Best planning and implementation toolbox

LEED Certification:

Purpose of Tool:
The U.S. Green Building Council’s Leadership in Energy and Environmental Design (LEED) Green Building Rating System encourages and accelerates global adoption of sustainable green building and development practices. The LEED principals are supported through the creation and implementation of universally understood and accepted tools and performance criteria. LEED is a third-party certification program and is the nationally-accepted benchmark for the design, construction, and operation of high performance green buildings. LEED gives building owners and operators the tools needed to have an immediate and measureable impact on the performance of a building. It also promotes a whole-building approach to sustainability by recognizing performance in five key areas of human and environmental health: sustainable site development, water savings, energy efficiency, materials selection, and indoor environmental quality.

Benefits of Using Tool:
The built environment has a profound impact on our natural environment, economy, health, and productivity. The following are benefits of green building:

  • Enhances and protects ecosystems and biodiversity
  • Improves air and water quality
  • Reduces solid waste
  • Conserves natural resources
  • Reduces operating costs
  • Enhances asset value and profits
  • Improves employee productivity and satisfaction
  • Optimizes life-cycle economic performance
  • Improves air, thermal, and acoustic environments
  • Enhances occupant comfort and health
  • Minimizes strain on local infrastructure
  • Contributes to overall quality of life


    Steps Involved to Use Tool:
    The US Green Building Council has set a standard for sustainable building performance. To receive LEED building certification, the following steps must be followed:
  • Register project to pursue certification intent
  • Integrate LEED requirements into building design
  • Obtain technical support
  • Document the project for certification
  • Receive certification

    Special Requirements to Use Tool:
    Pursuing LEED certification often increases the cost of initial design and construction. However, these higher initial costs can be effectively mitigated by the savings incurred over time (usually within 10 years, depending on up-front costs) due to lower-than-industry-standard energy utilization and operational costs which are typical of a LEED-certified building.

    Specials Resources Needed to Use Tool:
    LEED certification is obtained after submitting an application documenting compliance with the requirement of the rating system, as well as paying registration and certification fees. To meet LEED certification, it often requires substantial initial capital investments into cleaner and greener technologies.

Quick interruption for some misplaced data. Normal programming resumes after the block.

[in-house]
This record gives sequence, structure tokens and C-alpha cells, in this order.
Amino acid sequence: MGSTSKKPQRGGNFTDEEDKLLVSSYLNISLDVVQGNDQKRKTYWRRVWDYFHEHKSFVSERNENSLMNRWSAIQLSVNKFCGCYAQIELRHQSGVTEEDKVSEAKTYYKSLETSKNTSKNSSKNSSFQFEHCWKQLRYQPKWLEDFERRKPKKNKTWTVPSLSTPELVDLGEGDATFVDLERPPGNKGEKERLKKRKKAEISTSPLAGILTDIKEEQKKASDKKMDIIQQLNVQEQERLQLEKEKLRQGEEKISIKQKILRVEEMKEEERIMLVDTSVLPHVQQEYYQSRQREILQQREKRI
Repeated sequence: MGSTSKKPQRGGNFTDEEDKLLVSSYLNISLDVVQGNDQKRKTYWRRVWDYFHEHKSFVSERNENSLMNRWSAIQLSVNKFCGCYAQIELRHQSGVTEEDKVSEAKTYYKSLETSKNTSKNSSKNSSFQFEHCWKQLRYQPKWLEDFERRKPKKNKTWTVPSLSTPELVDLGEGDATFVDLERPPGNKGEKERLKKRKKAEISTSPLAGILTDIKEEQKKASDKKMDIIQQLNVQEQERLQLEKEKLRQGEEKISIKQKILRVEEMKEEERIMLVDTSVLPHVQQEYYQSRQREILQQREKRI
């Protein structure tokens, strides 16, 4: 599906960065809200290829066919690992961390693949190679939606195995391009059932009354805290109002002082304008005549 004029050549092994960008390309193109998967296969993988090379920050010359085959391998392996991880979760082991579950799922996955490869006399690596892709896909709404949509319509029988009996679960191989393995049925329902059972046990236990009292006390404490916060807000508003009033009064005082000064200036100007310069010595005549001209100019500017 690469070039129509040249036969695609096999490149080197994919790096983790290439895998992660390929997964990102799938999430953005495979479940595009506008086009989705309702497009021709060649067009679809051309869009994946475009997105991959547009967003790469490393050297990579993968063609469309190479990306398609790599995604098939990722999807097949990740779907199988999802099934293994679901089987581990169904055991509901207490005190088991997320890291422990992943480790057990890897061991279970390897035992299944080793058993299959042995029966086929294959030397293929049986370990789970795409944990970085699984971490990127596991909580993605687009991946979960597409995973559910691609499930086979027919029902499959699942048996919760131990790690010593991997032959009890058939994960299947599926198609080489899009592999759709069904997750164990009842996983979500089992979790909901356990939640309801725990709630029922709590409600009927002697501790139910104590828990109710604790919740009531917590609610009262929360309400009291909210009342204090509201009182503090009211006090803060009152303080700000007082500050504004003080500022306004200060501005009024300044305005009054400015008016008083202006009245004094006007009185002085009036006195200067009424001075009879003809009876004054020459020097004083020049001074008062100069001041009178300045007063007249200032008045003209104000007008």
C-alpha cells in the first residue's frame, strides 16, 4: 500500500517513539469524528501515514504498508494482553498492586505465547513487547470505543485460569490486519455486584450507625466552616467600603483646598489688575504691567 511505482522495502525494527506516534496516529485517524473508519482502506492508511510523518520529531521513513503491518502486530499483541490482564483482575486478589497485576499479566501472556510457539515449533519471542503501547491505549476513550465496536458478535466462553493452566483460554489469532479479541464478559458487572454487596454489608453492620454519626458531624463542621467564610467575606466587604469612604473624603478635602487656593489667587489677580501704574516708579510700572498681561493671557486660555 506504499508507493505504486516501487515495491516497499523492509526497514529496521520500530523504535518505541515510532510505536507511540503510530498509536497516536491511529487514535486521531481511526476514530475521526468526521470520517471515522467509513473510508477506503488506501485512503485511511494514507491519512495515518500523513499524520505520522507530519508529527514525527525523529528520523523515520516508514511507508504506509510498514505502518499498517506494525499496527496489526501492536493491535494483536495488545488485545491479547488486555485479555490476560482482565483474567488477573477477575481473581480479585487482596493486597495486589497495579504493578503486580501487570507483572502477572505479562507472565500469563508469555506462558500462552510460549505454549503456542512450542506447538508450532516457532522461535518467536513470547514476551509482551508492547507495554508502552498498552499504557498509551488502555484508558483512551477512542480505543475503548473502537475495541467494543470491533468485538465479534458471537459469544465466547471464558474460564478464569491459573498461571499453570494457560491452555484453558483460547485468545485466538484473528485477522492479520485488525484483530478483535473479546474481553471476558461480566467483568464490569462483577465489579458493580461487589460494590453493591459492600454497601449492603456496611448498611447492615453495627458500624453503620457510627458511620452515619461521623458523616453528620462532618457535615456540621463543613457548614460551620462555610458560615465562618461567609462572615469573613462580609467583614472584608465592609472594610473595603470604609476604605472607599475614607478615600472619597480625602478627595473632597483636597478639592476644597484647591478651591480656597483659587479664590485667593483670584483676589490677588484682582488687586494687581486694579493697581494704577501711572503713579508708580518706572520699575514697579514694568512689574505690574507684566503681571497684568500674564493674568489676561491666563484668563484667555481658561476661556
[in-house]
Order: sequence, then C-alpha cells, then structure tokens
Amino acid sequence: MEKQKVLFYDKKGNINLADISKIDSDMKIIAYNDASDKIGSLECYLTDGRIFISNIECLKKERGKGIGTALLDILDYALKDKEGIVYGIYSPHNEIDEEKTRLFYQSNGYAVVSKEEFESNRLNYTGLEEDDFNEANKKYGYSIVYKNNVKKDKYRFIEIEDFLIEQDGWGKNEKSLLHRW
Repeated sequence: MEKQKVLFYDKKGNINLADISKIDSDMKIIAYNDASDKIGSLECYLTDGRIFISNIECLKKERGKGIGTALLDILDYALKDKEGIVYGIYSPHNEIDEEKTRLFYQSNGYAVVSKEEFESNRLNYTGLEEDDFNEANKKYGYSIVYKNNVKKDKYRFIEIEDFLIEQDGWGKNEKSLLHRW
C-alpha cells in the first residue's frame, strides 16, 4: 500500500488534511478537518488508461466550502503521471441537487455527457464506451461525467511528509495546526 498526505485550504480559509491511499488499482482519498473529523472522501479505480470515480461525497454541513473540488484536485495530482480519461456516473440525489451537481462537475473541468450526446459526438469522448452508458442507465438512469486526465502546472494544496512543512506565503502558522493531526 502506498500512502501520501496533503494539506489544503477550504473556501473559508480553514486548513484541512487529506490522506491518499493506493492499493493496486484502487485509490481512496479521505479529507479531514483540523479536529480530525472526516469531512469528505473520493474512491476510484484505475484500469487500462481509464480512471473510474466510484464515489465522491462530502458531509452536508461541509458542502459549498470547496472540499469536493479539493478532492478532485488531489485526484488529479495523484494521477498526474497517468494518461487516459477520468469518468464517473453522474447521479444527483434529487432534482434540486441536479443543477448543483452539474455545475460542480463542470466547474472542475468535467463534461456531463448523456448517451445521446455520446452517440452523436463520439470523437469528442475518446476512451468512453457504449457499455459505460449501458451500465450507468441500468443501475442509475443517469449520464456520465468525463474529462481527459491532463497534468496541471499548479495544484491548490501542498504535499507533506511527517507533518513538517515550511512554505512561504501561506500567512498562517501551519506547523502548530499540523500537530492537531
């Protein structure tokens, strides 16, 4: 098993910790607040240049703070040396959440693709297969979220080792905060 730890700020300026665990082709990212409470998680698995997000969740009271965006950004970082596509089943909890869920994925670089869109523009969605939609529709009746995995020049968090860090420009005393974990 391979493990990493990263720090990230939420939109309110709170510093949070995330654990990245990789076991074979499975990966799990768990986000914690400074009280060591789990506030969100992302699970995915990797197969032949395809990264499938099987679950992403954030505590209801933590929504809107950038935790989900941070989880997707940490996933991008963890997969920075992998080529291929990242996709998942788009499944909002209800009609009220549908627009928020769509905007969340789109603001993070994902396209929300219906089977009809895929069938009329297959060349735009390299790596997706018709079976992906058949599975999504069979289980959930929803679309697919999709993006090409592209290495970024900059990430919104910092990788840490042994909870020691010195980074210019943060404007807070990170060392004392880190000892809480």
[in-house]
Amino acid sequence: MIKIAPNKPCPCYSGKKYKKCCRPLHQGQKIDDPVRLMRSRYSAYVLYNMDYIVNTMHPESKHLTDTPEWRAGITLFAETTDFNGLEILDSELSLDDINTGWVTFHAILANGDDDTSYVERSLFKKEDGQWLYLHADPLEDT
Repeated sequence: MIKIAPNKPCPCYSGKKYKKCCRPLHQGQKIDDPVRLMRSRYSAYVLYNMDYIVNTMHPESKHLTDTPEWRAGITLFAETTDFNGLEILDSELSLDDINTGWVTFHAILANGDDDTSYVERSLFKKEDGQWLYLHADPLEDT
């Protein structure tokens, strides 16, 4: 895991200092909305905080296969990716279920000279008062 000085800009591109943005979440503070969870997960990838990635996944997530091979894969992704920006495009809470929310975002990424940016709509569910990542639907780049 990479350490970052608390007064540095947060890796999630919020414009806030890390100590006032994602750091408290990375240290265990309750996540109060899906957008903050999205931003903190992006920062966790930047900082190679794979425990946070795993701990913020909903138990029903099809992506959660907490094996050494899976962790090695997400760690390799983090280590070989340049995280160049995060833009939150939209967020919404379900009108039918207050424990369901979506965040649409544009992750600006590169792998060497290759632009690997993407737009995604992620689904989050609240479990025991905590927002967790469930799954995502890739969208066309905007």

Communities / Agencies that Have Used Tool:
  • Dallas, Texas: Dallas now requires that all new private construction meet LEED standards to reduce environmental impact. The City’s Green initiative is aimed at environmental responsibility and encourages public and private sector involvement.  Contact:

    Green Dallas – Dallas City Hall
    greendallas@dallascityhall.com 
    1500 Public Information Office
    Dallas, TX 75201

  • Washington, D.C.: Washington implemented a Green Building Act in 2006 which established new standards for green buildings applicable to both private and public projects.   Contact:

    Green DC - District Department of the Environment
    green.team@dc.gov
    51 N Street, NE 6th Floor
    Washington, DC 20002

  • Boston, Massachusetts: Boston requires that all projects over 50,000 SF to be designed and planned to meet the certified level using LEED building rating systems.  Contact:

    Boston Redevelopment Authority
    john.dalzell.BRA@cityofboston.gov
    One City Hall Square
    Boston, MA 02201

    Metrics to Use to Monitor Tool Effectiveness:
    Metrics for measuring the impacts of LEED-certified projects are focused in the five key areas of human and environmental health: sustainable site development, water efficiency, energy efficiency, materials and resources, and indoor environmental quality. Examples of measured success include the following.

    As an alternative to traditional design, a redevelopment in Vancouver, British Columbia used the site of a former car lot to create a mixed-use retail, office, and apartment space. The majority of the thermal energy for the building is provided via a ground source heat pump, a savings passed on to the tenants. Waste heat from a restaurant and grocery store is used to preheat domestic water for the above residences. The building operates with a 40-percent energy savings.

    Villages Homes in Davis, California is a green, planned residential community of single family detached homes and apartments built in 1981. Designed to take maximum advantage of the sun, the annual household energy bills are one-half to one-third lower than for comparable homes in surrounding neighborhoods. Natural drainage systems on site save residents $800 per lot and have proved more effective for handling storm water. Narrower streets have reduced the amount of pavement and lowered ambient air temperature by 15 degrees, increased pedestrian safety, and allowed for future reductions in the costs for repair and maintenance.

    List of Resources to Obtain Additional Info:
  • “The Guide to Green: Buildings”. Government of the District of Columbia. District Department of Environment.
  • “Why Build Green”. Rocky Mountain Institute.
  • “Greening the Building and the Bottom Line”. U.S. Department of Energy. Rocky Mountain Institute.
  • “Green Office Guide”. City of Portland, Office of Sustainable Development.
  • “Greening the Metropolitan Washington Region’s Built Environment. 2007. COG Intergovernmental Green Building Group.